When I was in 11th grade I worked over the Christmas holidays at our local florist, Johnson Flowers and Gifts in Norwich, Connecticut. In hindsight, I wish I had paid more attention to the ins and outs of flower arranging, but being 17, I’m sure I was more interested in boys vs. blossoms.
Over the last few years I have been asked to create centerpieces for various charitable events. In 2012, I offered to make 120 centerpieces for my son’s high school fashion show. I was promised a committee to help, but funny how those things don’t always work out. To have a professional do it would have been cost prohibitive so I thought, how hard can this be? I should know by now that when I hear that question in my head, warning signals should go off.
The centerpiece had to include a keepsake item (etched wine bucket) and be in the school colors (red and white). The good news was the event was a success, the centerpieces were perfect and it only took a few weeks for my back to stop aching.
Leading up to the event, I practiced making various flower arrangements of different sizes, flowers, and containers. Since it has been a while since I made a centerpiece that didn’t consist of putting cut flowers in a vase, I was inspired to do so this weekend.
I went to our local Safeway and purchased a dozen white roses, mini hydrangea, white carnations and green spider mums.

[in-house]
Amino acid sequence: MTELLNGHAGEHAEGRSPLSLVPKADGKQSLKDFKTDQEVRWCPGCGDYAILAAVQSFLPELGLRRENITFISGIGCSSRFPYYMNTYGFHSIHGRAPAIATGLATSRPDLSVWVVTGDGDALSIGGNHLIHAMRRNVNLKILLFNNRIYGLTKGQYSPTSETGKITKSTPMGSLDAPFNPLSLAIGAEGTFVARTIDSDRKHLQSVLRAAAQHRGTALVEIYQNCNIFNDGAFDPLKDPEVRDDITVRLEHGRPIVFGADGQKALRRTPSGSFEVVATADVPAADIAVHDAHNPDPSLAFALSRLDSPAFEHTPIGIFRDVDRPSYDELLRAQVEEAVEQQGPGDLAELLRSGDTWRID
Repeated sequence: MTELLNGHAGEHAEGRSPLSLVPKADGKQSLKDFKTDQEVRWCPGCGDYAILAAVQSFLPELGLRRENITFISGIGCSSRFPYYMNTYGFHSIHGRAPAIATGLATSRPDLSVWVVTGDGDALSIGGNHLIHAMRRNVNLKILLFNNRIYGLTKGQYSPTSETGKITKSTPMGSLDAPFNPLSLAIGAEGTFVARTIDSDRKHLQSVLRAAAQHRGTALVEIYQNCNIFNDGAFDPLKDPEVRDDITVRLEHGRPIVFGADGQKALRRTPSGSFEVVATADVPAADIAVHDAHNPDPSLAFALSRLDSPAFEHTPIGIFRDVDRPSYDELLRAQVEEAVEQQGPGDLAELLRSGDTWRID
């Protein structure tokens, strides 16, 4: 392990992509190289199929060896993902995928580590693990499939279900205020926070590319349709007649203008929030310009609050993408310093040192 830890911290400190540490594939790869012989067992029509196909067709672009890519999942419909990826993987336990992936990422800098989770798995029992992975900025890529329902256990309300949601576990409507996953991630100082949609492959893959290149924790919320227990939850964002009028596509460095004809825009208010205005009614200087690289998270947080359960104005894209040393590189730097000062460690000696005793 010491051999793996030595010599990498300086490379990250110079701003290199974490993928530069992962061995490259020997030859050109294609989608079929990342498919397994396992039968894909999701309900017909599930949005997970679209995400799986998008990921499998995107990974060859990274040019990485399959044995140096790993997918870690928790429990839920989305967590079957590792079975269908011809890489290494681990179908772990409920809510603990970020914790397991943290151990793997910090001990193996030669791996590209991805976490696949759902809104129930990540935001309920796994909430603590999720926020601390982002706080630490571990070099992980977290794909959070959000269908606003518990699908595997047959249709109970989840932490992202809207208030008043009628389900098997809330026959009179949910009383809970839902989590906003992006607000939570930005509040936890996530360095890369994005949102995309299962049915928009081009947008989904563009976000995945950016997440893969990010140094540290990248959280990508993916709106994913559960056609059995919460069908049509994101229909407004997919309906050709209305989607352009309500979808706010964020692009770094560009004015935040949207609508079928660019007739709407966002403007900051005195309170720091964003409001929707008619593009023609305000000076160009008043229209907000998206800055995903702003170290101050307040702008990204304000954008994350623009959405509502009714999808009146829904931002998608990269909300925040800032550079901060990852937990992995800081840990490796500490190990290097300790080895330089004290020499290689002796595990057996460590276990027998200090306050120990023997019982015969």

The container is actually one I had purchased online as a sample for the above mentioned event–it has an elegant look but was very affordable. The bowl is 9″ in diameter and 5″ high.
It’s important to use Wet Foam vs. dry foam (I made that mistake once~~dry foam works with artificial flowers). I purchased a FloraCraft 4 brick pack at Michael’s for $6.99. The foam is very easy to cut to fit the container you are using.
Soak the foam in a container with clean water for 1-2 minutes, until the water is fully absorbed into the brick.
Since my foam is packed into my bowl, I did not need to secure it with waterproof anchor tape.
Determine what size and shape you want your arrangement. Using floral shears or garden clippers, cut the stems at a 45 degree angle before inserting them into the foam. This angle allows for easier insertion and insures maximum water uptake. I started with my roses and created a “dome” to outline the approximate size of the arrangement.
I then used the hydrangeas, spider mums, and carnations to fill in the gaps. Remember to count your stems and spread them out accordingly. Make sure stems do not come out on the other side of the foam.
Carnations are such a great filler and can be spread apart to give them more volume .
The spider mums and the carnations were the most difficult to push into the foam. I broke a few in the process. Also, as much as I LOVE hydrangeas, I haven’t had good luck with them once they are cut. They don’t seem to last as long as other flowers in an arrangement. But I keep trying!
When the arrangement is complete, add water to the bowl and check the water level every day.
Here is the finished product which I placed on the table in the front entry!
Someday when I have lots of time, I would love to have an abundant flower garden where I could experiment with more dramatic arrangements.
Thank you to my two daughters for being hand models~~it’s a bit of a challenge to do the tasks and take photos!